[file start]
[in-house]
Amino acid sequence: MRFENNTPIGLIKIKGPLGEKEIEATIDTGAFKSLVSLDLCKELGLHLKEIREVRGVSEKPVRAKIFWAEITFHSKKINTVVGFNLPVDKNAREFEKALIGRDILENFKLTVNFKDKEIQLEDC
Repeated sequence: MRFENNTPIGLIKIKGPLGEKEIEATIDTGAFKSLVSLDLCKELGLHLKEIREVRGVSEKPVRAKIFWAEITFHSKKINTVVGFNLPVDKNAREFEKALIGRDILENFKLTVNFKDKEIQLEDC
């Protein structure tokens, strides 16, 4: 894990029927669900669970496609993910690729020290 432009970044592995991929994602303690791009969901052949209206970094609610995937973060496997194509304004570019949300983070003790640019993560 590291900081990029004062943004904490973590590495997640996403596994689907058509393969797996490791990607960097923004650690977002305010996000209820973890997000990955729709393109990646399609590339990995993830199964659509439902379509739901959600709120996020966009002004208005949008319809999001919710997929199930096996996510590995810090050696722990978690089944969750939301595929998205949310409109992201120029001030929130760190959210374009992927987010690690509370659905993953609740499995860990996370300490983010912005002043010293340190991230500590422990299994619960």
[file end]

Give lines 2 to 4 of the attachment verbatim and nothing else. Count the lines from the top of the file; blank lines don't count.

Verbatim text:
Amino acid sequence: MRFENNTPIGLIKIKGPLGEKEIEATIDTGAFKSLVSLDLCKELGLHLKEIREVRGVSEKPVRAKIFWAEITFHSKKINTVVGFNLPVDKNAREFEKALIGRDILENFKLTVNFKDKEIQLEDC
Repeated sequence: MRFENNTPIGLIKIKGPLGEKEIEATIDTGAFKSLVSLDLCKELGLHLKEIREVRGVSEKPVRAKIFWAEITFHSKKINTVVGFNLPVDKNAREFEKALIGRDILENFKLTVNFKDKEIQLEDC
């Protein structure tokens, strides 16, 4: 894990029927669900669970496609993910690729020290 432009970044592995991929994602303690791009969901052949209206970094609610995937973060496997194509304004570019949300983070003790640019993560 590291900081990029004062943004904490973590590495997640996403596994689907058509393969797996490791990607960097923004650690977002305010996000209820973890997000990955729709393109990646399609590339990995993830199964659509439902379509739901959600709120996020966009002004208005949008319809999001919710997929199930096996996510590995810090050696722990978690089944969750939301595929998205949310409109992201120029001030929130760190959210374009992927987010690690509370659905993953609740499995860990996370300490983010912005002043010293340190991230500590422990299994619960």